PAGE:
‘We weren’t consulted over main street mast’
Anger at decision on 13.5 metre construction
Strathyre villagers are considering their options on tackling a recent planning decision to allow a 13.5-metre mast to be built in the Main Street.
Villagers are angry at mast company Arqiva as they feel little was done in the way of consultation.
They are also unhappy with the Loch Lomond and Trossachs National Park planning and access committee for approving the application when they say another site was available.
Villagers’ main concern is that the mast – for connecting Smart Meters – will be close to residential property and on a pathway which is shared as the Sustrans Cycle Network and the award -winning BLiSStrail.
SNP councillor for Trossachs and Teith Evelyn Tweed said: “People are still understandably upset by this decision and want to find ways to ensure the mast is not built in this location.
“To that end, I will speak to all councillors in the area to put pressure on Arqiva to consider moving the mast elsewhere. I do not think this bad publicity can be good for Arqiva or for the National Park. Villagers feel that their wishes have been ignored and people are even calling to leave the National Park. There are no winners in the present situation.”
Resident Kenny Higgins said: “There is a subdued feeling in the village following the decision of the planning committee to rubber stamp the Arqiva mast application at this location. There was not a single person from the village in favour of the proposed site.
“We all feel sorry for the Heron family who will be closest to this mast, which will clearly spoil their view. We wonder how the planning members would react if such a mast were placed outside their front door?
“We were shocked that the planners and four members of the committee would not support the common sense alternative site, which is within the required envelope of the village, a location that no one would have objected to and arguably a more straightforward installation, being the site of an existing now redundant mast ironically a criteria recommended in the planning process, where existing mast locations are preferred to new Green field site installations.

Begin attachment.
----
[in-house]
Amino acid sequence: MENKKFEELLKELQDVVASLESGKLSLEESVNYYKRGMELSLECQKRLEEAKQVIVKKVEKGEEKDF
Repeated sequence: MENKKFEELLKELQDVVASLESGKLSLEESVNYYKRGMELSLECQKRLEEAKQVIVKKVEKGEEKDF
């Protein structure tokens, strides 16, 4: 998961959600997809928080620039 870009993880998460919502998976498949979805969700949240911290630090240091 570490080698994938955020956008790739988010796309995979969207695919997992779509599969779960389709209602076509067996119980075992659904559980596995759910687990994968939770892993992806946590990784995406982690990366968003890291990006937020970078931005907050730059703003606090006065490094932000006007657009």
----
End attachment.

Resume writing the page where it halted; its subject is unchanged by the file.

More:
“The alternative site would have meant no disruption to Village Path users, to cyclists on the shared Route 7 National Cycle Network, to hikers or animal owners who need to move horses along the path in question. The alternative site also offered the benefit of no high trees which was an admitted concern at the chosen location.
“Putting a huge mast on the double award-wining attraction – the BLiSS trail– which is aimed at attracting tourism, made no sense at all. There is a distinct feeling our National Park is not acting in the best interest of the community, of much needed tourism or indeed the environment. It appears the village of Strathyre cares more about these important issues than what the National Park does. We cannot understand the reasoning behind this.
“At the turn of the last century, Harold Boulton wrote the lyrics to a tune that became famous as ‘Bonnie Strathyre’. There is nothing bonnie about having a huge mast on your doorstep.”
Mr Higgins added that the benefits of the mast were obsolete - because Strathyre has no gas supply to monitor.
“Many homes have dual electric supply that is not compatible with Smart Meters and several others, including myself, have been told by suppliers that their property cannot support a Smart Meter installation due to existing meter wiring looms being too short. It brings into question the planning considerations of a £11bn UK Goverment roll out of these masts throughout the UK.”
We were shocked that the planners and four members of the committee would not support the common sense alternative, which is within the required envelope of the village
Lingering bitterness Site of new Smart Meter mast planned for Strathyre